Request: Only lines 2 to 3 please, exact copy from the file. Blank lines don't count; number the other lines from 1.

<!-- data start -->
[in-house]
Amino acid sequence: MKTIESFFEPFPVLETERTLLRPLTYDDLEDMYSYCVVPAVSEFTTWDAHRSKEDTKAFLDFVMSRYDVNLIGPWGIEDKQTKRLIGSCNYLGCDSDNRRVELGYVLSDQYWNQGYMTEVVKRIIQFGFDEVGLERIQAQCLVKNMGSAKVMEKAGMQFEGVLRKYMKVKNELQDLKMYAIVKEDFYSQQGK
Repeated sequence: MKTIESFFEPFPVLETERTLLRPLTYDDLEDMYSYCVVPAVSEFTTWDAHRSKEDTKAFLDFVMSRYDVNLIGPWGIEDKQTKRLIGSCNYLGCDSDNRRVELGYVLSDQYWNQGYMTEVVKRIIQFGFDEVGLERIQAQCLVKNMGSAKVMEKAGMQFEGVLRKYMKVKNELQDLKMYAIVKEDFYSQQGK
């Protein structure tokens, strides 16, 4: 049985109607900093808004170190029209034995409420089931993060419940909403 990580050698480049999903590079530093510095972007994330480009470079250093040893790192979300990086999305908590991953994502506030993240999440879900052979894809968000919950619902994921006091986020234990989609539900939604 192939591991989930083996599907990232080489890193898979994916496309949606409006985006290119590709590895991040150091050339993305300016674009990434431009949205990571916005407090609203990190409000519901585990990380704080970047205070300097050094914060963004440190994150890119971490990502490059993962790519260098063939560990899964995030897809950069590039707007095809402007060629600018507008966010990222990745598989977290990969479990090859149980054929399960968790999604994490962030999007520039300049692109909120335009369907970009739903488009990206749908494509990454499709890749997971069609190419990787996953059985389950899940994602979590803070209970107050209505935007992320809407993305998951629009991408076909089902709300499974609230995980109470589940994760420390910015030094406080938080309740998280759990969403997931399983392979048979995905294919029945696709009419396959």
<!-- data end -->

Amino acid sequence: MKTIESFFEPFPVLETERTLLRPLTYDDLEDMYSYCVVPAVSEFTTWDAHRSKEDTKAFLDFVMSRYDVNLIGPWGIEDKQTKRLIGSCNYLGCDSDNRRVELGYVLSDQYWNQGYMTEVVKRIIQFGFDEVGLERIQAQCLVKNMGSAKVMEKAGMQFEGVLRKYMKVKNELQDLKMYAIVKEDFYSQQGK
Repeated sequence: MKTIESFFEPFPVLETERTLLRPLTYDDLEDMYSYCVVPAVSEFTTWDAHRSKEDTKAFLDFVMSRYDVNLIGPWGIEDKQTKRLIGSCNYLGCDSDNRRVELGYVLSDQYWNQGYMTEVVKRIIQFGFDEVGLERIQAQCLVKNMGSAKVMEKAGMQFEGVLRKYMKVKNELQDLKMYAIVKEDFYSQQGK